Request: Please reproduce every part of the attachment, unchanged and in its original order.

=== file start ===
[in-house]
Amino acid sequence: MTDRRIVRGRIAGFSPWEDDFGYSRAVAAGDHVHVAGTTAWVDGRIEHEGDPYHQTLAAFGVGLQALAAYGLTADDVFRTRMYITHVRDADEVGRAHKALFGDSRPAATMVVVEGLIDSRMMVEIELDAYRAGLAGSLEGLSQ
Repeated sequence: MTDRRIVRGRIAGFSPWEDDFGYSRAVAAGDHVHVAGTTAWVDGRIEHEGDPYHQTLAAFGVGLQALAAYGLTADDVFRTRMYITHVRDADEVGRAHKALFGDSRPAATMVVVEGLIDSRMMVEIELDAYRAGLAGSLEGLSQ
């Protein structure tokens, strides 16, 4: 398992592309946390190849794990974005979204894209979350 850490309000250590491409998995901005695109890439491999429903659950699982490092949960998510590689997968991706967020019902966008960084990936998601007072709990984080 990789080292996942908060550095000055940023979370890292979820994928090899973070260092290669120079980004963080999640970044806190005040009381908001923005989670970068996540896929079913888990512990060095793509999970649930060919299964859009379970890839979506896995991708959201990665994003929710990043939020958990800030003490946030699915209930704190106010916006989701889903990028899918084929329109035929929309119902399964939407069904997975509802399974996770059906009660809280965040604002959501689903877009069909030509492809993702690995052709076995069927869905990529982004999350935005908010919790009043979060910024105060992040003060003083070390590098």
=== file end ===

[in-house]
Amino acid sequence: MTDRRIVRGRIAGFSPWEDDFGYSRAVAAGDHVHVAGTTAWVDGRIEHEGDPYHQTLAAFGVGLQALAAYGLTADDVFRTRMYITHVRDADEVGRAHKALFGDSRPAATMVVVEGLIDSRMMVEIELDAYRAGLAGSLEGLSQ
Repeated sequence: MTDRRIVRGRIAGFSPWEDDFGYSRAVAAGDHVHVAGTTAWVDGRIEHEGDPYHQTLAAFGVGLQALAAYGLTADDVFRTRMYITHVRDADEVGRAHKALFGDSRPAATMVVVEGLIDSRMMVEIELDAYRAGLAGSLEGLSQ
């Protein structure tokens, strides 16, 4: 398992592309946390190849794990974005979204894209979350 850490309000250590491409998995901005695109890439491999429903659950699982490092949960998510590689997968991706967020019902966008960084990936998601007072709990984080 990789080292996942908060550095000055940023979370890292979820994928090899973070260092290669120079980004963080999640970044806190005040009381908001923005989670970068996540896929079913888990512990060095793509999970649930060919299964859009379970890839979506896995991708959201990665994003929710990043939020958990800030003490946030699915209930704190106010916006989701889903990028899918084929329109035929929309119902399964939407069904997975509802399974996770059906009660809280965040604002959501689903877009069909030509492809993702690995052709076995069927869905990529982004999350935005908010919790009043979060910024105060992040003060003083070390590098």